September 30, 2016, by Lindsay Brooke

Black moon on the rise

Julian Onions a Post-Graduate research student in the School of Physics and Astronomy at The University of Nottingham discusses tonight’s Black Moon – the second new moon in the calendar month – or is it?

On Friday 29th September, we have a black moon. I admit I had to look up this term as it is apparently not part of one’s formal astronomy training. It’s also not well defined – and apparently one of those things that crops up from time to time, makes a splash and then fades into insignificance. There are names for all sorts of the moons – we had the Strawberry moon in June, and the Harvest moon that was at the beginning of the month, but these relate to full moons. These are far more obvious, because there is this huge bright object in the sky.

So what is a black moon? Well, it can refer to several different phenomena, but in this specific case, it means it is the second new moon in the month – a fact that is also untrue.

The moon takes about twenty nine and a half days to go around the Earth once, and so reveal all its phases to us as it waxes and wanes. In a month of 30 or more days, there is the occasional chance that this will just fit into a calendar month twice and we may get either two full moons or two new moons. We had a new moon on Thursday the 1st of September – a new moon being one that is not obviously visible because only the far side is lit. Therefore, it looks black, and you have to know where to look to see it at all as it only glows faintly by Earthshine – the reflected light from the Earth.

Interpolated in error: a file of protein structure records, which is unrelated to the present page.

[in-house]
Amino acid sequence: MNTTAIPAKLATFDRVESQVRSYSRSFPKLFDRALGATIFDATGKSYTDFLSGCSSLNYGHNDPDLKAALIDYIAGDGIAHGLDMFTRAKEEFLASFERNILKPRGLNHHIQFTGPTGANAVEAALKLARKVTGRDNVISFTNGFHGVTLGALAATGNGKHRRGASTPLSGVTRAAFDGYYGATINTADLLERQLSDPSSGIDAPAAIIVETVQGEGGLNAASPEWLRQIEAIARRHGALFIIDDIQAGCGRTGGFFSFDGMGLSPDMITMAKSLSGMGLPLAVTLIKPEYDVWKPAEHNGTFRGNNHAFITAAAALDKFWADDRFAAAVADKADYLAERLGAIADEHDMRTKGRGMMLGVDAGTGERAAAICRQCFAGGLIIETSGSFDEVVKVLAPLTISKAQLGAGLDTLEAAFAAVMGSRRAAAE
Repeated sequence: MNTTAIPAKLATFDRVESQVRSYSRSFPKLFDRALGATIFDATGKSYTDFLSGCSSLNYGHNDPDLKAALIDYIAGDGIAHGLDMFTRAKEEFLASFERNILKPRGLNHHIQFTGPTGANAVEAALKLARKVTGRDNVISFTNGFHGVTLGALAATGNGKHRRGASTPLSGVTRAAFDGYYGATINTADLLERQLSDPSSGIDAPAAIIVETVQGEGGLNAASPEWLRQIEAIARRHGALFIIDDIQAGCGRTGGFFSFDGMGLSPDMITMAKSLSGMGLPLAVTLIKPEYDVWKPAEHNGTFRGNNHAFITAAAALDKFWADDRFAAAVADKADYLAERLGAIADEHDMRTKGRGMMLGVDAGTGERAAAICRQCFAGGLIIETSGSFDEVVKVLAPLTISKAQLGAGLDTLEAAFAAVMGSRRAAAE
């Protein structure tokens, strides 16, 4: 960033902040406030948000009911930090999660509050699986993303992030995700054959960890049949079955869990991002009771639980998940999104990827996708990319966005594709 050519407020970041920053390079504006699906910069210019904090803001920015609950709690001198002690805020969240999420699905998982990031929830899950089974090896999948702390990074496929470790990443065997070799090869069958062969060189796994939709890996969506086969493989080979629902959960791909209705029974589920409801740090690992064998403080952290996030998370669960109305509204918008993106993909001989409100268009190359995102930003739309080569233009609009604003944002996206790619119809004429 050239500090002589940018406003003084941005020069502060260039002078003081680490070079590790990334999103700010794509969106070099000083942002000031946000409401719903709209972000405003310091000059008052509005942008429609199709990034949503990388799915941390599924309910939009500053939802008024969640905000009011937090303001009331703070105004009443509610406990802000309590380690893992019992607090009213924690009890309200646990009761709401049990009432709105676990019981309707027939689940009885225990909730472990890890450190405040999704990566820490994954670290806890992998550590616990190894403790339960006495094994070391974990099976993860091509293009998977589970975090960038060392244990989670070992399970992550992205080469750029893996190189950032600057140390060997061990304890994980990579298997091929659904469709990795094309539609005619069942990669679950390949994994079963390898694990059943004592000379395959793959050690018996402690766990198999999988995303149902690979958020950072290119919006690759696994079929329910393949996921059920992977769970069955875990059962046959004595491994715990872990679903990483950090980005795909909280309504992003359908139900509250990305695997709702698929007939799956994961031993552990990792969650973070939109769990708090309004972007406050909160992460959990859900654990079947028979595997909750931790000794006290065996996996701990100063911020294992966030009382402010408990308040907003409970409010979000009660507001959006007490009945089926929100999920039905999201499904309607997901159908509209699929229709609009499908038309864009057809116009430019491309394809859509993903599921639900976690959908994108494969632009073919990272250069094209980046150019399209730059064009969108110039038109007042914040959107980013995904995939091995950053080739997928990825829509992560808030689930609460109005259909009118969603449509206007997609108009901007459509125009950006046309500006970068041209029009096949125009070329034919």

So on Friday, we have our second new moon of September. Technically the moon is not fully new until ten past one in the morning on Saturday, which pushes it into October for us in the UK, and there is actually another new moon on the 30th October (at 17:38). So really there is no black moon this month in the UK, but there is one next month. To all intents and purposes though, the moon won’t be visible in its lit form so it will definitely appear new in the absence of cloud on Friday. This happenstance is what is called a black moon, and it’s just down to the fact that our calendar months and lunar phase are not in synchrony. We could use a lunar based calendar, and indeed these do exist, but these don’t synchronise well with the year. Thus lunar calendars tend to drift and a given lunar month moves slowly from winter to spring, unless reset by leap months every few years.

What does it mean and how will it affect me? Not at all is the obvious answer, given it’s a made up thing (and not even true this month)! That hasn’t stopped some people predicting the end of the world. However, for astronomers, it means a great time (if it is clear weather) for observing the deep sky objects. These are things like distant galaxies, nebulae and star clusters that are difficult to see and photograph in the glare of the moon. So come the new moon astrophotographers and observers are raring to go to capture the more elusive of the night sky objects.

So for some it’s a quirk of the calendar, for astronomers it’s a great night for viewing deep sky objects, for most however, and given the normal weather, it will just pass them by, and no one will be any the worse for it!

Posted in Physics and AstronomyScienceStaffStudents